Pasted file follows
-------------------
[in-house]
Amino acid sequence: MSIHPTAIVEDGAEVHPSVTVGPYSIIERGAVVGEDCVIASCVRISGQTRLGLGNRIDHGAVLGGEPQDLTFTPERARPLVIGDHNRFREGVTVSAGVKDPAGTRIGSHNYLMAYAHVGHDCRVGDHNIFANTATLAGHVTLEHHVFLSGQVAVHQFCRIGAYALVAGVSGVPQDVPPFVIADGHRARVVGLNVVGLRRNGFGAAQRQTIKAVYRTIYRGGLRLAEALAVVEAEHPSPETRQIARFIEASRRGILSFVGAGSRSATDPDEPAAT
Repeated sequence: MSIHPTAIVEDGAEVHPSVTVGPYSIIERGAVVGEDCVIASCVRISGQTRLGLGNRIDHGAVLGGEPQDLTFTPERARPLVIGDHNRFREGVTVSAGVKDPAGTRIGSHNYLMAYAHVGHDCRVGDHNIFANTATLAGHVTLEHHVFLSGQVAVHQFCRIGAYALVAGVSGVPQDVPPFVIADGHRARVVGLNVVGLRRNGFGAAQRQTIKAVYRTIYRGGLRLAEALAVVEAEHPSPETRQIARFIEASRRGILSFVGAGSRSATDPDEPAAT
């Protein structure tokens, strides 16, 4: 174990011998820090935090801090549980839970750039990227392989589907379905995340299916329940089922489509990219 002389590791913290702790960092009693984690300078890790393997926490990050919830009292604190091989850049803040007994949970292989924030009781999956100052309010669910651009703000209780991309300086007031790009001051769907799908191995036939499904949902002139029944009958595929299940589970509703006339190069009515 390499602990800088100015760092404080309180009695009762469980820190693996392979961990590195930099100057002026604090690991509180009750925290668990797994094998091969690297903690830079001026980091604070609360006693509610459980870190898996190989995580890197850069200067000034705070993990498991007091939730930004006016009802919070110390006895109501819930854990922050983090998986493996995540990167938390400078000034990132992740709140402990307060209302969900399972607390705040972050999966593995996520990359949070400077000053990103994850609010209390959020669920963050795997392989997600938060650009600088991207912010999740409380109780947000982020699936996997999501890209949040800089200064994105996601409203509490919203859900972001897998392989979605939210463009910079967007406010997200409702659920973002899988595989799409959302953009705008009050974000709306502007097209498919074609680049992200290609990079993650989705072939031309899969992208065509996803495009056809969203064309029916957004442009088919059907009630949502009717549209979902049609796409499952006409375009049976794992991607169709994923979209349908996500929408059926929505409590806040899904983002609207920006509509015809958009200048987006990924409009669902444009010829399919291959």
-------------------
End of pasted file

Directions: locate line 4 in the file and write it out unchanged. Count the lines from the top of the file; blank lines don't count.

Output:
């Protein structure tokens, strides 16, 4: 174990011998820090935090801090549980839970750039990227392989589907379905995340299916329940089922489509990219 002389590791913290702790960092009693984690300078890790393997926490990050919830009292604190091989850049803040007994949970292989924030009781999956100052309010669910651009703000209780991309300086007031790009001051769907799908191995036939499904949902002139029944009958595929299940589970509703006339190069009515 390499602990800088100015760092404080309180009695009762469980820190693996392979961990590195930099100057002026604090690991509180009750925290668990797994094998091969690297903690830079001026980091604070609360006693509610459980870190898996190989995580890197850069200067000034705070993990498991007091939730930004006016009802919070110390006895109501819930854990922050983090998986493996995540990167938390400078000034990132992740709140402990307060209302969900399972607390705040972050999966593995996520990359949070400077000053990103994850609010209390959020669920963050795997392989997600938060650009600088991207912010999740409380109780947000982020699936996997999501890209949040800089200064994105996601409203509490919203859900972001897998392989979605939210463009910079967007406010997200409702659920973002899988595989799409959302953009705008009050974000709306502007097209498919074609680049992200290609990079993650989705072939031309899969992208065509996803495009056809969203064309029916957004442009088919059907009630949502009717549209979902049609796409499952006409375009049976794992991607169709994923979209349908996500929408059926929505409590806040899904983002609207920006509509015809958009200048987006990924409009669902444009010829399919291959």